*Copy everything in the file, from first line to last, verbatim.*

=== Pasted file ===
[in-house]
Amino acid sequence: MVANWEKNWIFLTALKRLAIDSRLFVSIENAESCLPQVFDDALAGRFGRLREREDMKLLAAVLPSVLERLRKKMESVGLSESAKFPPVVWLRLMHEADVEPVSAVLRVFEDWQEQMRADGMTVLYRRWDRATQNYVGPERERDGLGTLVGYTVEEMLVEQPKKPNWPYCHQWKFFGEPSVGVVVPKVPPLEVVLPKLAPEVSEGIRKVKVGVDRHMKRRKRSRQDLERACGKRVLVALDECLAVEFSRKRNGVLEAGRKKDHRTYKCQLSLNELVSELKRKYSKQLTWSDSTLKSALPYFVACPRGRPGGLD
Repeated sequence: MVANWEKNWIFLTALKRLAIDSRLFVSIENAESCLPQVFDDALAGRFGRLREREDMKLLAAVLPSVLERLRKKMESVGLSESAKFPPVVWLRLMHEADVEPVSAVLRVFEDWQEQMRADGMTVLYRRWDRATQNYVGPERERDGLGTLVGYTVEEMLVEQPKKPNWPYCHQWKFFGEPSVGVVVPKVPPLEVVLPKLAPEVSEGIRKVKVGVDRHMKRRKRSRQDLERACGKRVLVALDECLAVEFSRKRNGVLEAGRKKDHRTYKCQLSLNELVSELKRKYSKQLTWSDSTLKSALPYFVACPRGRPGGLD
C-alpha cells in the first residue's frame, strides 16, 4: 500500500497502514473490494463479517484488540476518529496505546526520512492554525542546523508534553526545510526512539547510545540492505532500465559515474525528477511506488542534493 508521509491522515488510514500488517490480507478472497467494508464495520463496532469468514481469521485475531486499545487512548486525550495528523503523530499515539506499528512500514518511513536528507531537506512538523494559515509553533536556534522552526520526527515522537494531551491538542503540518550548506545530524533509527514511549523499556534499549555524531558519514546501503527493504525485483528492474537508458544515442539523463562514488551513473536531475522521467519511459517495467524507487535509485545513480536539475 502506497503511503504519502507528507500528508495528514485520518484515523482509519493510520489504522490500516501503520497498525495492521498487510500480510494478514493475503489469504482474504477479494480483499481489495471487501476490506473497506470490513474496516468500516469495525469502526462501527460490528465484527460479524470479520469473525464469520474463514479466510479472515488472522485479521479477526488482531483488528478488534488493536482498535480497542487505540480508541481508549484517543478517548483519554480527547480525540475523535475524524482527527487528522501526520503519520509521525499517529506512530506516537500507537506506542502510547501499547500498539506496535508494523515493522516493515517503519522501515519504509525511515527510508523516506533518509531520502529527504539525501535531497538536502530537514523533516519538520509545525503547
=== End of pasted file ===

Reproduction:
[in-house]
Amino acid sequence: MVANWEKNWIFLTALKRLAIDSRLFVSIENAESCLPQVFDDALAGRFGRLREREDMKLLAAVLPSVLERLRKKMESVGLSESAKFPPVVWLRLMHEADVEPVSAVLRVFEDWQEQMRADGMTVLYRRWDRATQNYVGPERERDGLGTLVGYTVEEMLVEQPKKPNWPYCHQWKFFGEPSVGVVVPKVPPLEVVLPKLAPEVSEGIRKVKVGVDRHMKRRKRSRQDLERACGKRVLVALDECLAVEFSRKRNGVLEAGRKKDHRTYKCQLSLNELVSELKRKYSKQLTWSDSTLKSALPYFVACPRGRPGGLD
Repeated sequence: MVANWEKNWIFLTALKRLAIDSRLFVSIENAESCLPQVFDDALAGRFGRLREREDMKLLAAVLPSVLERLRKKMESVGLSESAKFPPVVWLRLMHEADVEPVSAVLRVFEDWQEQMRADGMTVLYRRWDRATQNYVGPERERDGLGTLVGYTVEEMLVEQPKKPNWPYCHQWKFFGEPSVGVVVPKVPPLEVVLPKLAPEVSEGIRKVKVGVDRHMKRRKRSRQDLERACGKRVLVALDECLAVEFSRKRNGVLEAGRKKDHRTYKCQLSLNELVSELKRKYSKQLTWSDSTLKSALPYFVACPRGRPGGLD
C-alpha cells in the first residue's frame, strides 16, 4: 500500500497502514473490494463479517484488540476518529496505546526520512492554525542546523508534553526545510526512539547510545540492505532500465559515474525528477511506488542534493 508521509491522515488510514500488517490480507478472497467494508464495520463496532469468514481469521485475531486499545487512548486525550495528523503523530499515539506499528512500514518511513536528507531537506512538523494559515509553533536556534522552526520526527515522537494531551491538542503540518550548506545530524533509527514511549523499556534499549555524531558519514546501503527493504525485483528492474537508458544515442539523463562514488551513473536531475522521467519511459517495467524507487535509485545513480536539475 502506497503511503504519502507528507500528508495528514485520518484515523482509519493510520489504522490500516501503520497498525495492521498487510500480510494478514493475503489469504482474504477479494480483499481489495471487501476490506473497506470490513474496516468500516469495525469502526462501527460490528465484527460479524470479520469473525464469520474463514479466510479472515488472522485479521479477526488482531483488528478488534488493536482498535480497542487505540480508541481508549484517543478517548483519554480527547480525540475523535475524524482527527487528522501526520503519520509521525499517529506512530506516537500507537506506542502510547501499547500498539506496535508494523515493522516493515517503519522501515519504509525511515527510508523516506533518509531520502529527504539525501535531497538536502530537514523533516519538520509545525503547